We’ve all seen them before, and many of us have probably used them too. Contact forms appear in one manifestation or another on every type of small business website you can imagine, from non-committal ‘get a free quote’ four-field enquiry forms to online job applications, they have become a website staple – and they work!
It’s 2020, no one actually talks to each other anymore, right?
Of course this is not entirely true. If anything, we all communicate with many more people than ever before through social media, WhatsApp groups, email and forms on websites. We like to text and type, and as much as I truly believe there is still an important place for phone calls and face to face meetings, a quick enquiry form gives your customers a chance to reach out quickly and for you to tailor your response.
But to do this properly you need to make sure your contact form is asking the right questions. Make sure you customise your form appropriately for your customer base, and that the fields you are asking them to fill in are beneficial for both them and you.
First and Last Name
… or even just a simple ‘Name’ field. It goes without saying that you want the name of your enquirer!
An obvious yet essential element. I would recommend making this one of your mandatory fields for your customer to fill in. It’s a great way to weed out spammers and gives you a point of contact to ask further questions that could be deemed tedious in a phone call.
Many trade websites prefer to contact their clients over the phone, especially when responding to a quote. Having your customer's contact number opens up a whole new level of interaction.
Reasons for Reaching Out
By using a drop-down menu or multiple choice field, you can direct your customer's message. You may give them the option of the services you provide or a department they may wish to contact.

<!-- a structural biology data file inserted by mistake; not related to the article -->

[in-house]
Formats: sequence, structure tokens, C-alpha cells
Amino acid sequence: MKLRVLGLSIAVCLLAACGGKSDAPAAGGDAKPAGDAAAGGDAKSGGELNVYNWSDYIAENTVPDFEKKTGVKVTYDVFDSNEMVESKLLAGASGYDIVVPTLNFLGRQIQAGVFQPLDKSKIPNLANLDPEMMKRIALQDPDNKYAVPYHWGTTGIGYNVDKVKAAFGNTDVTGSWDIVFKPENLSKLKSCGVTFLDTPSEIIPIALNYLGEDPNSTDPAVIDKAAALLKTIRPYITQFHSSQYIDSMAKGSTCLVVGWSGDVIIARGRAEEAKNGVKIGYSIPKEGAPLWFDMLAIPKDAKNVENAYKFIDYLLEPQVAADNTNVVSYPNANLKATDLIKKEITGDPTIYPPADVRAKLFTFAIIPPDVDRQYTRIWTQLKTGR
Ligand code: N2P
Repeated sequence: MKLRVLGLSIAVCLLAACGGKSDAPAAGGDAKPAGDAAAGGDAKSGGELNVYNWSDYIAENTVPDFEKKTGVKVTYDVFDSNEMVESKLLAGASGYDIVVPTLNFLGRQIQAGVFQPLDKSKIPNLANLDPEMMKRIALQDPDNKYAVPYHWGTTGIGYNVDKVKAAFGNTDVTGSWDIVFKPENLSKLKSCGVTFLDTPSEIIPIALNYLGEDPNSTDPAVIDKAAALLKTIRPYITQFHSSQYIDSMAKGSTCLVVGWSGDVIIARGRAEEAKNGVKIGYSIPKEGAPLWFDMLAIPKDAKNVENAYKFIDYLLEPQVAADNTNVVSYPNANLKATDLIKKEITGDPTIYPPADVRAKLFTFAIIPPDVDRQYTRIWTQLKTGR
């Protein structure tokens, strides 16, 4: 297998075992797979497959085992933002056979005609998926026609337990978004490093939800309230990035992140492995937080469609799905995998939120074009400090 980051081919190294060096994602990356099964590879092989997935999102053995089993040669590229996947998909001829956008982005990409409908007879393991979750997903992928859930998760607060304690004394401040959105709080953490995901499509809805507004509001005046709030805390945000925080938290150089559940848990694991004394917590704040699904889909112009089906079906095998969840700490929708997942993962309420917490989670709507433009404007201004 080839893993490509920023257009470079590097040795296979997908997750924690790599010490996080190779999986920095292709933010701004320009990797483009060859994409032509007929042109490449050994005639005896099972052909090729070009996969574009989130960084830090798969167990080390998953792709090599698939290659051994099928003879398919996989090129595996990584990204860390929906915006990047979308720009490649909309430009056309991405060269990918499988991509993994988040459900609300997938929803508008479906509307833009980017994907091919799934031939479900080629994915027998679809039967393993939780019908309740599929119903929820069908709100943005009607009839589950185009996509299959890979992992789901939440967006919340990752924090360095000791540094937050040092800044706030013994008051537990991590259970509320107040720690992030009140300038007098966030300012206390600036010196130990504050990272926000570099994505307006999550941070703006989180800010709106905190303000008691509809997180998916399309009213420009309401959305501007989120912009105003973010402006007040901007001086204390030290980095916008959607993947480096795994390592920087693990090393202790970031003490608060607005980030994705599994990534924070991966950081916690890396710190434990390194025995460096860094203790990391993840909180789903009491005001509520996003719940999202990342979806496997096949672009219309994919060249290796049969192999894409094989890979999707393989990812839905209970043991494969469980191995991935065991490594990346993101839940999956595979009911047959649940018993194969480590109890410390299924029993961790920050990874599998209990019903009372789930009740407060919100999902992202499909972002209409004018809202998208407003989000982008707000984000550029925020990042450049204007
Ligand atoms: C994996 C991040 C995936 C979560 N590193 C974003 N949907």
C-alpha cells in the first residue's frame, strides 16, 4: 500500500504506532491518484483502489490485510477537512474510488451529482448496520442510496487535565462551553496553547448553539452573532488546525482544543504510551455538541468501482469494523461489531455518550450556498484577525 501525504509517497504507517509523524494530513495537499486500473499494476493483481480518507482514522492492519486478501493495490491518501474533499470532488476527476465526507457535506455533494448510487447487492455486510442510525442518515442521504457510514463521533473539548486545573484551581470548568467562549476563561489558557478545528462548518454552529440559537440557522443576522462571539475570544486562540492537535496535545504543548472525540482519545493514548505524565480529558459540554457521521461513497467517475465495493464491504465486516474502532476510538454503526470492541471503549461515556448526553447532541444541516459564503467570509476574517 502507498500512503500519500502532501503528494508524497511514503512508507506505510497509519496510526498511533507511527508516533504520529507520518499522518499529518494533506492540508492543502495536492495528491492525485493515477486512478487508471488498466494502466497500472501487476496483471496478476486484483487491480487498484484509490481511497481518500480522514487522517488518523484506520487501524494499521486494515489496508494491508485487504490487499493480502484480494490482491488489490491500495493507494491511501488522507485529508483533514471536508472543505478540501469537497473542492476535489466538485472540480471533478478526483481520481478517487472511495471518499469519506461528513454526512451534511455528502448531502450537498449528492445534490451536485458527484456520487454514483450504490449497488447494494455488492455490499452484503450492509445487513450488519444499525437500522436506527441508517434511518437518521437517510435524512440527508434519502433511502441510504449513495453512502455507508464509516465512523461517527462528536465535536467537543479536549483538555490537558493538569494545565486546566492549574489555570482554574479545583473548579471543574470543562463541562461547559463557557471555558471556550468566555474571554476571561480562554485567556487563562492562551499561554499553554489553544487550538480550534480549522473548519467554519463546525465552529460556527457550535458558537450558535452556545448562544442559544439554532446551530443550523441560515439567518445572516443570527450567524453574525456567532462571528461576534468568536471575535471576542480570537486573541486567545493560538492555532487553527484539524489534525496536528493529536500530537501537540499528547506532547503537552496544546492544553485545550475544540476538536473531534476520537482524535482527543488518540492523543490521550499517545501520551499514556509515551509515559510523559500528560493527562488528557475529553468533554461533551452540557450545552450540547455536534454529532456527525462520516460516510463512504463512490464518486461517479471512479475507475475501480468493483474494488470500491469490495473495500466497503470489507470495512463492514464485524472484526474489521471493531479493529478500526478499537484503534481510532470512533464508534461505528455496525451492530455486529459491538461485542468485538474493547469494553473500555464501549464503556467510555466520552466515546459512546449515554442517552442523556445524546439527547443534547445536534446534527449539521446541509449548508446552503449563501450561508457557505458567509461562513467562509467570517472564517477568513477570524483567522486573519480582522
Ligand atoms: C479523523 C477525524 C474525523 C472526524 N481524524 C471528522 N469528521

Give your customer the opportunity to upload an attachment such as a .pdf or an image. Maybe they want a quote for some gardening work, a photo of their over-grown lawn gives the gardener a good estimate of the work involved.
I would recommend always adding a comments section - a slightly larger field that gives the customer a chance to write some body text. This allows them to elaborate on their request or ask a question that may not be answered on your website.
Make your forms compliant
Top Tips for Contact Forms:
- Think about the placement of your forms - you may want them to be the primary form of customer engagement on your website but you also do not want to be intrusive
- Reassure your customer that you will respond to them. You can customise your automated response to make them feel like their message is important to you
- Ask the right questions. Put yourself in your customer’s shoes. What type of questions will they be asking? What information do you need from them?
- Unless necessary, keep your forms short. Ideally, require your customer to only have to fill in up to four fields
- Include them in Calls To Action: A contact form may not work visually embedded on your page; you may want to have it pop up or toggled with a button
Get to the point: Tell your clients who you are, what you do and give them a way to reach out.
Embed your contact form plugin where it makes sense and complements your website design.
Personalise your buttons to engage your clients, get them to toggle a pop up contact form and leave your beautiful design intact.
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